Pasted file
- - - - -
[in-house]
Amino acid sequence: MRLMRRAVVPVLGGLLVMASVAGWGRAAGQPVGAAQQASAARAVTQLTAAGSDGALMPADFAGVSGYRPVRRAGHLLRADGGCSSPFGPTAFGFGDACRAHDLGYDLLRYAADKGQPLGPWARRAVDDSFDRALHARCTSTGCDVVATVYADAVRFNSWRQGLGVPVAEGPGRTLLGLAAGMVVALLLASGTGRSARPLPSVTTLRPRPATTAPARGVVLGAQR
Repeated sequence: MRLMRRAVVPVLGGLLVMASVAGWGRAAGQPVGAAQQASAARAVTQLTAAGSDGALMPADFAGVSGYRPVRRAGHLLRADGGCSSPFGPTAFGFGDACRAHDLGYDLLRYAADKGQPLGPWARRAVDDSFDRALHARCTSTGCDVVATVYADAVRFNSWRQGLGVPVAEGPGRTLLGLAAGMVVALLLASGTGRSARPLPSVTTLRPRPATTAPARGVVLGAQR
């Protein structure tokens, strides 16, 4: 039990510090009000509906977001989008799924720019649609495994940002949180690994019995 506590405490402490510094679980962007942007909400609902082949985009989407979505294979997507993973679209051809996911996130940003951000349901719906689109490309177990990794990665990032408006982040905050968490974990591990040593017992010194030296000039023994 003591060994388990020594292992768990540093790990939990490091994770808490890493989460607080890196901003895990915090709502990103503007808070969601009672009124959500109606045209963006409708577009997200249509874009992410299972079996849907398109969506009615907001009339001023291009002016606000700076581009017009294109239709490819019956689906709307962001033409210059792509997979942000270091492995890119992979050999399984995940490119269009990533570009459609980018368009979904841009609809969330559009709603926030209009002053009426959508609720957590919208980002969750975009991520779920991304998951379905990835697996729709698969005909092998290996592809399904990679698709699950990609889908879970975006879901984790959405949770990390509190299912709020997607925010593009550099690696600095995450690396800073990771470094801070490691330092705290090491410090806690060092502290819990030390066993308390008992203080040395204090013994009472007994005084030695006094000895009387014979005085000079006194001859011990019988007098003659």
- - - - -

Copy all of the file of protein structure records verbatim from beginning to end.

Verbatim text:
[in-house]
Amino acid sequence: MRLMRRAVVPVLGGLLVMASVAGWGRAAGQPVGAAQQASAARAVTQLTAAGSDGALMPADFAGVSGYRPVRRAGHLLRADGGCSSPFGPTAFGFGDACRAHDLGYDLLRYAADKGQPLGPWARRAVDDSFDRALHARCTSTGCDVVATVYADAVRFNSWRQGLGVPVAEGPGRTLLGLAAGMVVALLLASGTGRSARPLPSVTTLRPRPATTAPARGVVLGAQR
Repeated sequence: MRLMRRAVVPVLGGLLVMASVAGWGRAAGQPVGAAQQASAARAVTQLTAAGSDGALMPADFAGVSGYRPVRRAGHLLRADGGCSSPFGPTAFGFGDACRAHDLGYDLLRYAADKGQPLGPWARRAVDDSFDRALHARCTSTGCDVVATVYADAVRFNSWRQGLGVPVAEGPGRTLLGLAAGMVVALLLASGTGRSARPLPSVTTLRPRPATTAPARGVVLGAQR
């Protein structure tokens, strides 16, 4: 039990510090009000509906977001989008799924720019649609495994940002949180690994019995 506590405490402490510094679980962007942007909400609902082949985009989407979505294979997507993973679209051809996911996130940003951000349901719906689109490309177990990794990665990032408006982040905050968490974990591990040593017992010194030296000039023994 003591060994388990020594292992768990540093790990939990490091994770808490890493989460607080890196901003895990915090709502990103503007808070969601009672009124959500109606045209963006409708577009997200249509874009992410299972079996849907398109969506009615907001009339001023291009002016606000700076581009017009294109239709490819019956689906709307962001033409210059792509997979942000270091492995890119992979050999399984995940490119269009990533570009459609980018368009979904841009609809969330559009709603926030209009002053009426959508609720957590919208980002969750975009991520779920991304998951379905990835697996729709698969005909092998290996592809399904990679698709699950990609889908879970975006879901984790959405949770990390509190299912709020997607925010593009550099690696600095995450690396800073990771470094801070490691330092705290090491410090806690060092502290819990030390066993308390008992203080040395204090013994009472007994005084030695006094000895009387014979005085000079006194001859011990019988007098003659």